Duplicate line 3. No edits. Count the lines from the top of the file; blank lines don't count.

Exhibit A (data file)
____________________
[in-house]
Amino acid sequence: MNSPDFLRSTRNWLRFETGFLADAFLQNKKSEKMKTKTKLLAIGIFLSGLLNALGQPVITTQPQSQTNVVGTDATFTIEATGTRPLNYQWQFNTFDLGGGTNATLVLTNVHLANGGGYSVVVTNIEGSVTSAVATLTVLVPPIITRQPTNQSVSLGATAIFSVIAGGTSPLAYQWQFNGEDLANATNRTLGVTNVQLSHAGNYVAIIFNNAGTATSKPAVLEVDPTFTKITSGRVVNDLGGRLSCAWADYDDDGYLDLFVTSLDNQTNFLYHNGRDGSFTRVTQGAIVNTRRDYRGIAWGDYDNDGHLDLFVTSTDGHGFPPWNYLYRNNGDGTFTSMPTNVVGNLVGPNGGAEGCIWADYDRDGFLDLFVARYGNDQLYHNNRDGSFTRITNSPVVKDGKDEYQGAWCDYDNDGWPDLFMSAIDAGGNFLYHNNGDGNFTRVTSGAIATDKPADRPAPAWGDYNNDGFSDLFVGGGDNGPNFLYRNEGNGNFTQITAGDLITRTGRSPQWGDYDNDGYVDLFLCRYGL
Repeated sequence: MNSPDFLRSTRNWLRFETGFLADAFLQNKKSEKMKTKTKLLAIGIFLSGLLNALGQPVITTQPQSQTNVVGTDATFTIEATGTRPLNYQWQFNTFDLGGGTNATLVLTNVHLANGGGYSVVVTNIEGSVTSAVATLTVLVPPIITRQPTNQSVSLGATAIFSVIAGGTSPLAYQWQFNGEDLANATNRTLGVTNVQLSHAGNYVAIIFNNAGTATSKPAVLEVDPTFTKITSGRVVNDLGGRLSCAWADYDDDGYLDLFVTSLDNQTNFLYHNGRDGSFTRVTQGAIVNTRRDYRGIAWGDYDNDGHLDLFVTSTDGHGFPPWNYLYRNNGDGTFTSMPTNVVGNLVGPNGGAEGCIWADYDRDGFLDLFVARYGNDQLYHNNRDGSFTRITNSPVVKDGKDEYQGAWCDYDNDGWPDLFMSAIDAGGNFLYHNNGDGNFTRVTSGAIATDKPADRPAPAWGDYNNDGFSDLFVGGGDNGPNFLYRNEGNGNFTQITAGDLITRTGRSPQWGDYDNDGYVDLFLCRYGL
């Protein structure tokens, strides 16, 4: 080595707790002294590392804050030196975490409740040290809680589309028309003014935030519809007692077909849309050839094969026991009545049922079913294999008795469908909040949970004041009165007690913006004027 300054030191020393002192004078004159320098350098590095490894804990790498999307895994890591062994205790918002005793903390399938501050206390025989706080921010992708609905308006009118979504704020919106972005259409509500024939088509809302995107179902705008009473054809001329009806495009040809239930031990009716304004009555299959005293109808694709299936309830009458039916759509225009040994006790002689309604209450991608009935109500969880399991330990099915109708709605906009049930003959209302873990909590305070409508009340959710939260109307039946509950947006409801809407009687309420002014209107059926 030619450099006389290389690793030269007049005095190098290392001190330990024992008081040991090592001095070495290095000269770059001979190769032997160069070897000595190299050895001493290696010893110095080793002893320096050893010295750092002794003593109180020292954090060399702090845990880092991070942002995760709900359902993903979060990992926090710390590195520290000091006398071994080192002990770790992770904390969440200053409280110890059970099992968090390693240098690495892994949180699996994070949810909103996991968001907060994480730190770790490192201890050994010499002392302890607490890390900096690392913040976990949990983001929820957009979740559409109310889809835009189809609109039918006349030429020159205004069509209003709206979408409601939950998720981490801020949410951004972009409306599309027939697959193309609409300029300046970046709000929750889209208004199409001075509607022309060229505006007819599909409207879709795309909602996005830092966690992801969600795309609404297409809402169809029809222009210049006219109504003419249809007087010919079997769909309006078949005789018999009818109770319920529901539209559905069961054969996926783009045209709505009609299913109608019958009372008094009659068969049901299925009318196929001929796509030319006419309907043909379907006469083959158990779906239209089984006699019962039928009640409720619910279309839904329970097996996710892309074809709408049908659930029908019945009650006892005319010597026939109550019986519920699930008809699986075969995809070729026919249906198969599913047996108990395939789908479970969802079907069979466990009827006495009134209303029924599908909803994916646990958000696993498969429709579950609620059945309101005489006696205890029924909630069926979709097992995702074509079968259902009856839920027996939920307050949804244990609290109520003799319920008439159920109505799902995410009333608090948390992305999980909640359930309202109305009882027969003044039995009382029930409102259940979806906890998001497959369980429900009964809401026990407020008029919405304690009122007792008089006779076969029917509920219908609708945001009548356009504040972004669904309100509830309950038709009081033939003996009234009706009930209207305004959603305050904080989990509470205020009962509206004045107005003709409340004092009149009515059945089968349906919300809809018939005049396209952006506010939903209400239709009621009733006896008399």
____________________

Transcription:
Repeated sequence: MNSPDFLRSTRNWLRFETGFLADAFLQNKKSEKMKTKTKLLAIGIFLSGLLNALGQPVITTQPQSQTNVVGTDATFTIEATGTRPLNYQWQFNTFDLGGGTNATLVLTNVHLANGGGYSVVVTNIEGSVTSAVATLTVLVPPIITRQPTNQSVSLGATAIFSVIAGGTSPLAYQWQFNGEDLANATNRTLGVTNVQLSHAGNYVAIIFNNAGTATSKPAVLEVDPTFTKITSGRVVNDLGGRLSCAWADYDDDGYLDLFVTSLDNQTNFLYHNGRDGSFTRVTQGAIVNTRRDYRGIAWGDYDNDGHLDLFVTSTDGHGFPPWNYLYRNNGDGTFTSMPTNVVGNLVGPNGGAEGCIWADYDRDGFLDLFVARYGNDQLYHNNRDGSFTRITNSPVVKDGKDEYQGAWCDYDNDGWPDLFMSAIDAGGNFLYHNNGDGNFTRVTSGAIATDKPADRPAPAWGDYNNDGFSDLFVGGGDNGPNFLYRNEGNGNFTQITAGDLITRTGRSPQWGDYDNDGYVDLFLCRYGL